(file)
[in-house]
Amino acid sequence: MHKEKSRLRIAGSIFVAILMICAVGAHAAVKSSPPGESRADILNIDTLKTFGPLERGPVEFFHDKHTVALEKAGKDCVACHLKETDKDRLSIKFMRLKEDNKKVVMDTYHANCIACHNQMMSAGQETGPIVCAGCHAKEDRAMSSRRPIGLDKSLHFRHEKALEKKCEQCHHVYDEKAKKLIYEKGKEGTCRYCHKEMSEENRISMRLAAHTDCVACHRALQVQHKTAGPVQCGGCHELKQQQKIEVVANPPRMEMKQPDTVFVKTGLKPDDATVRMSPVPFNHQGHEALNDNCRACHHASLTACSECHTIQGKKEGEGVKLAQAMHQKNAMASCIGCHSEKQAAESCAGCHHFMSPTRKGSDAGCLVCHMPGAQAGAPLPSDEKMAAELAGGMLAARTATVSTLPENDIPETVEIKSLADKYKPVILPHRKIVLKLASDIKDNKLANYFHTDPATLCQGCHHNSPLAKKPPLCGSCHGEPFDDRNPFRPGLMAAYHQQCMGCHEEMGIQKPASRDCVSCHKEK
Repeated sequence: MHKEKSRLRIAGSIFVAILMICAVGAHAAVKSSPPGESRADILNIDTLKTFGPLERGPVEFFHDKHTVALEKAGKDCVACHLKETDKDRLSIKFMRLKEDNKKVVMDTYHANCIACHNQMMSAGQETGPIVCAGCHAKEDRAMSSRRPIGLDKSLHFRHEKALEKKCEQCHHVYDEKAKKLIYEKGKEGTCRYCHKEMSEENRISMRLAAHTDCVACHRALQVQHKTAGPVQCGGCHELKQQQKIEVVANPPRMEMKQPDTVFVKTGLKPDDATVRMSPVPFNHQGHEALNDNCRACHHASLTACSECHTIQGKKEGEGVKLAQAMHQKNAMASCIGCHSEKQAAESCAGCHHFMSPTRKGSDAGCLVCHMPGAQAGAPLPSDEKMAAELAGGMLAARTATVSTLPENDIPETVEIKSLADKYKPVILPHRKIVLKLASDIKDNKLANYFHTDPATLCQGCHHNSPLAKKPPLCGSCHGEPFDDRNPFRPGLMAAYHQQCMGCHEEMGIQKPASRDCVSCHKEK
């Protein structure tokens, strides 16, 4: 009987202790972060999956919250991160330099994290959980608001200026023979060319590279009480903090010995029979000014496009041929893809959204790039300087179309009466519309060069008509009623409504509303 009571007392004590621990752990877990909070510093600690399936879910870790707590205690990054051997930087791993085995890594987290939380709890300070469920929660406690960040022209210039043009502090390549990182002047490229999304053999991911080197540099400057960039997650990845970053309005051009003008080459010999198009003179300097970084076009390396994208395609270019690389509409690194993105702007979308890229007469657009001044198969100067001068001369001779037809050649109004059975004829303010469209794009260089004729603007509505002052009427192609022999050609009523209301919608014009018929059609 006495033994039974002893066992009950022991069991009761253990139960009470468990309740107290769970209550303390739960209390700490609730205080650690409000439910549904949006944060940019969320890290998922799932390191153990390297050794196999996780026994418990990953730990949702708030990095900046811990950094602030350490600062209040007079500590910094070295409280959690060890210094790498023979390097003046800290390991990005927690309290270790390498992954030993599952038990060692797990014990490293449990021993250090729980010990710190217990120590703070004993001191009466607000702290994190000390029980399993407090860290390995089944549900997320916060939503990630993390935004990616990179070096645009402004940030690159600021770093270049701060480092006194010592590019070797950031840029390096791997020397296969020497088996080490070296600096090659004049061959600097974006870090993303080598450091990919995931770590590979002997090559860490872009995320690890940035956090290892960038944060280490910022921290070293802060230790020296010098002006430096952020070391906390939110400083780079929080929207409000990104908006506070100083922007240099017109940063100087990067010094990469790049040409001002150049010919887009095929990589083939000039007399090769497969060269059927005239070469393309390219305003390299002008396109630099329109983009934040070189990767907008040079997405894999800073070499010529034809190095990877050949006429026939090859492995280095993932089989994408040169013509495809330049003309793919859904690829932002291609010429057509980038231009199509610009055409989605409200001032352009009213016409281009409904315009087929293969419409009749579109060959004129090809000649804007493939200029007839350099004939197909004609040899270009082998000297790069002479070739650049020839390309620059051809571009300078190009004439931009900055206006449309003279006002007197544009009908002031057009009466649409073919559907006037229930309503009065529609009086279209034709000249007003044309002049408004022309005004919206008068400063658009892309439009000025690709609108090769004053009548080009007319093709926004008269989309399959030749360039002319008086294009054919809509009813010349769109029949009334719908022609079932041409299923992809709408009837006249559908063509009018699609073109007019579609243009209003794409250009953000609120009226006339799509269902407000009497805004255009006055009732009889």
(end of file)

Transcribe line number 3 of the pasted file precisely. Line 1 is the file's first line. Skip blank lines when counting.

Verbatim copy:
Repeated sequence: MHKEKSRLRIAGSIFVAILMICAVGAHAAVKSSPPGESRADILNIDTLKTFGPLERGPVEFFHDKHTVALEKAGKDCVACHLKETDKDRLSIKFMRLKEDNKKVVMDTYHANCIACHNQMMSAGQETGPIVCAGCHAKEDRAMSSRRPIGLDKSLHFRHEKALEKKCEQCHHVYDEKAKKLIYEKGKEGTCRYCHKEMSEENRISMRLAAHTDCVACHRALQVQHKTAGPVQCGGCHELKQQQKIEVVANPPRMEMKQPDTVFVKTGLKPDDATVRMSPVPFNHQGHEALNDNCRACHHASLTACSECHTIQGKKEGEGVKLAQAMHQKNAMASCIGCHSEKQAAESCAGCHHFMSPTRKGSDAGCLVCHMPGAQAGAPLPSDEKMAAELAGGMLAARTATVSTLPENDIPETVEIKSLADKYKPVILPHRKIVLKLASDIKDNKLANYFHTDPATLCQGCHHNSPLAKKPPLCGSCHGEPFDDRNPFRPGLMAAYHQQCMGCHEEMGIQKPASRDCVSCHKEK